Time with Friends

January 5, 2018

Funny little vacation. We went to Vegas because two of my best friends live there and I saved enough last year to visit them. While the one friend we stayed with has known me and Sophia for at least 14 years, the other friend I wanted to see has been my best friend since freshman year of high school some 34 years. When we were both about 35, I bought us both tickets to Vegas to celebrate 20 years of friendship and our birthdays. It was a formative trip—despite constantly getting lost while driving—and it impacted him enough to move there when he left NYC. However I never realized how much that trip impacted me until I got there with Sophia.

A lot of the places we went to 14 years ago are gone, and the strips have changed enormously. I know this because I kept telling Sophia about it every place we went, and wouldn’t shut up. I’d talk about all the things we did, the places we went, and where they used to be. When we did meet up with Will, it was like old times for both of us, except for meeting Sophia for the first time, and we got a local’s eye view of the area.

But going to Red Rocks Canyon sealed it for me. Originally, I was going to take Sophia to either the Grand Canyon or Zion National park. When I realized it was four to five hours traveling time to get there and back, it was going to be Zion. When I woke up with the cold my daughter had and I was fighting to keep from getting, Red Rocks was a happy substitute. Will and I went to Red Rocks that trip 14 years ago. It was fun—eventually, in time. We hopped around a bunch of the rocks on one of the trails, then got seriously dehydrated and delirious trying to hike back to the car without water. This time I made sure we had extra water and not stay out in the sun too long.

A lot of ghosts were playing with my head as Sophia and I hit a short trail further up from where Will and I were years before. I was so happy to be climbing on rocks and steppes with her, more cautiously in my age but still out of both our comfort zones. I could feel the past reverberating through th present, very conscious that I was reliving an old adventure with a new partner in tow. Reminiscing made the new time even more special.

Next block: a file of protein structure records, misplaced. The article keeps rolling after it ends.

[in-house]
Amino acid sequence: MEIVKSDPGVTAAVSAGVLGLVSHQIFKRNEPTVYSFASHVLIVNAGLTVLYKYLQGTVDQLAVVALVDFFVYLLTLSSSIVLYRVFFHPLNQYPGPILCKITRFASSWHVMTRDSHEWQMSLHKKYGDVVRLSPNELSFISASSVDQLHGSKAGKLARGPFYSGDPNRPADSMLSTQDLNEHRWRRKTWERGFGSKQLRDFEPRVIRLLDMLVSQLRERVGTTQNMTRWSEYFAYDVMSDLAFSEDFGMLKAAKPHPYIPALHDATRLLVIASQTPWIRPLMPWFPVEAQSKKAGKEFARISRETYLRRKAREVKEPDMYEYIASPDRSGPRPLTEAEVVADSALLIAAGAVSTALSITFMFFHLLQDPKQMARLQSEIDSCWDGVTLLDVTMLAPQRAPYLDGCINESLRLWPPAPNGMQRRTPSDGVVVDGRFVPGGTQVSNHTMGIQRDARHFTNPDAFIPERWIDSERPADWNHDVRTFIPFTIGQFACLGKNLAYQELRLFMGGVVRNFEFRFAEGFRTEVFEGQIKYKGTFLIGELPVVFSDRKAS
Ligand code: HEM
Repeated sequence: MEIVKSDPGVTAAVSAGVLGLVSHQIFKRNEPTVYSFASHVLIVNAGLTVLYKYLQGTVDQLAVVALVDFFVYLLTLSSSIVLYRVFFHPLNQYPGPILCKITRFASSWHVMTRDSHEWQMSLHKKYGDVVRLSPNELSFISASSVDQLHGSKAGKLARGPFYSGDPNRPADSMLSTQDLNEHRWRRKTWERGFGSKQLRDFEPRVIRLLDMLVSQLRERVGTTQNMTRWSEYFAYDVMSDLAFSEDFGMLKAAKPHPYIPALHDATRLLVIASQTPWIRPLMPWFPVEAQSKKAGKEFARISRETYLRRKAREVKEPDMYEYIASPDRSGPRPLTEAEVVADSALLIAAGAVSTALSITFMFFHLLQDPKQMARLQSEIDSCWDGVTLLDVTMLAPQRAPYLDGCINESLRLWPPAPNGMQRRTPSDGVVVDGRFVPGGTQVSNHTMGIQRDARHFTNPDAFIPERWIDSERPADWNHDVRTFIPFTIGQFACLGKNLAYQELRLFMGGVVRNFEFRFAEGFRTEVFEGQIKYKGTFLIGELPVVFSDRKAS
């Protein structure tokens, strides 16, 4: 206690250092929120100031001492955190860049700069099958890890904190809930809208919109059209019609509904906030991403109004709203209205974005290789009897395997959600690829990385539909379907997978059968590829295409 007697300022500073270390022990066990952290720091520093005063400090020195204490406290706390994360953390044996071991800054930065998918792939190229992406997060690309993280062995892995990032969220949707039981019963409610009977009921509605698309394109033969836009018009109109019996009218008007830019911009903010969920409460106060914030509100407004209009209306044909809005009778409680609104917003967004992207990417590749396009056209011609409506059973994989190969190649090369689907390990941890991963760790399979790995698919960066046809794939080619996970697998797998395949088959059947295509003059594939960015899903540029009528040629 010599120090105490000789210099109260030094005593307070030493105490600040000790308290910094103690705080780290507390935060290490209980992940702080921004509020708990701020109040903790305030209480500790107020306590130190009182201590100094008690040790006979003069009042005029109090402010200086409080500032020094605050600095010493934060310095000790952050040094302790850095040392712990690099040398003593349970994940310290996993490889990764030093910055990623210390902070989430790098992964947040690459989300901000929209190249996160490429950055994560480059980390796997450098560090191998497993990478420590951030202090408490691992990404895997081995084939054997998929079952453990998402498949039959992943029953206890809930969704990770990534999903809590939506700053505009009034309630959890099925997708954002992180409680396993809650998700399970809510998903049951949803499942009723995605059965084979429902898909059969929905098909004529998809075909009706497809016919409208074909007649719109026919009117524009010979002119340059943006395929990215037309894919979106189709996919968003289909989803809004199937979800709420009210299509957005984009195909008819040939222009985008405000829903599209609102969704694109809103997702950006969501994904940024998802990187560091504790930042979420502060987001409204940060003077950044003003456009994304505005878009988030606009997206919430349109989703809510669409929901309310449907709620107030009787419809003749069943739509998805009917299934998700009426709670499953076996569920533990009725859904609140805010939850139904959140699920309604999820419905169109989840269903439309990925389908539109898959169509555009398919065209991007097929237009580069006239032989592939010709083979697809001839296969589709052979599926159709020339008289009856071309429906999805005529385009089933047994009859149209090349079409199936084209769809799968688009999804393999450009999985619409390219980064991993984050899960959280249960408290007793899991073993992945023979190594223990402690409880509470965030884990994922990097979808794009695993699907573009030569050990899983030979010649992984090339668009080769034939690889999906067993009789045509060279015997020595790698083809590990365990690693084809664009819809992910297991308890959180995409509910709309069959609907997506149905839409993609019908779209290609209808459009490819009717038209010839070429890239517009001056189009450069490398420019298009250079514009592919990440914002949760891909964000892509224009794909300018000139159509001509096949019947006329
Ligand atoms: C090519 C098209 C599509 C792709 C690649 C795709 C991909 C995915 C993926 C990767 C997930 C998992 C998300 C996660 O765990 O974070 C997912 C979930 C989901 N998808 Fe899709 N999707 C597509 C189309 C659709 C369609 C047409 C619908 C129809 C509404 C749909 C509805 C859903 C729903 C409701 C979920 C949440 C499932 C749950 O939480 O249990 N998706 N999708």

When the New Year rolled around on the West Coast, I was saturated with nostalgia. I used to always go to New Years with the friend I was staying with in Vegas, but this would be our first New Years together in at least 5 years. Getting both of them together for the first time in person, even though they’ve been Facebook friends for years, was a real trip. Two friends I’ve spent many times together with my daughter welcoming a new future. Rarely do past, present, and future intersect so vividly and I hope we have more like them.



Dear M,

Hi. I know it’s been a while since we’ve talked/texted/emailed/communicated at all, and I wanted to apologize for that. Actually I want to apologize for a lot of things, the biggest is being a lousy friend. That didn’t start immediately after we broke up, but soon enough.

I know we weren’t together for all that long, but the break up stunned me. Even after talking to death about it–how you weren’t ready for a relationship, how we both wanted different things, how we were better of as friends–it’s not something I wanted. But if I pushed harder I’d lose you as a friend. So I talked myself into staying a friend even though I wanted to be more. But even that was, to be brutally honest, cynical on my part, because somewhere in the back of my mind (the reptilian part I pretend I don’t have), I was hoping you’d “change your mind” and take me back. There was a flicker of hope that kept me going and kept up a “friendship.”

I think I was angry that you got over thing so quickly and I was stuck. You lived your life, and I couldn’t go forward. You got married, had kids, look even better now than you did 15 years ago, and I only grew bitter. That wasn’t your fault, but I resented you like it was. Still, to be your “friend” meant ignoring my feelings; so I did and blamed you for it. I became the jerk I was trying not to be.

That changed recently. I was driving a delivery when a song I never heard before came on the indie station. It was “If I Loved You” by Delta Rae. Great song and the final chorus got me bad:

“But I don’t love you much as I want to
I don’t love you, no it would be a lie
And you deserve love, you’re better than a good day
And you’ll find it but just not in my eyes
‘Cause it ain’t here love…”

It’s simple, powerful and everything you were saying to me 15 years ago but I didn’t want to hear.  It finally sunk in and yeah I get it. I was angry for stupid reasons fueled only by my own ego, and held you responsible for nothing that you did. I’m sorry I’ve been such an asshole and sullen and resentful and not considering your feelings. You deserve better that my attitude and I’m truly sorry for that.

I hope you can forgive me for all this, but (I finally realize) that is your decision.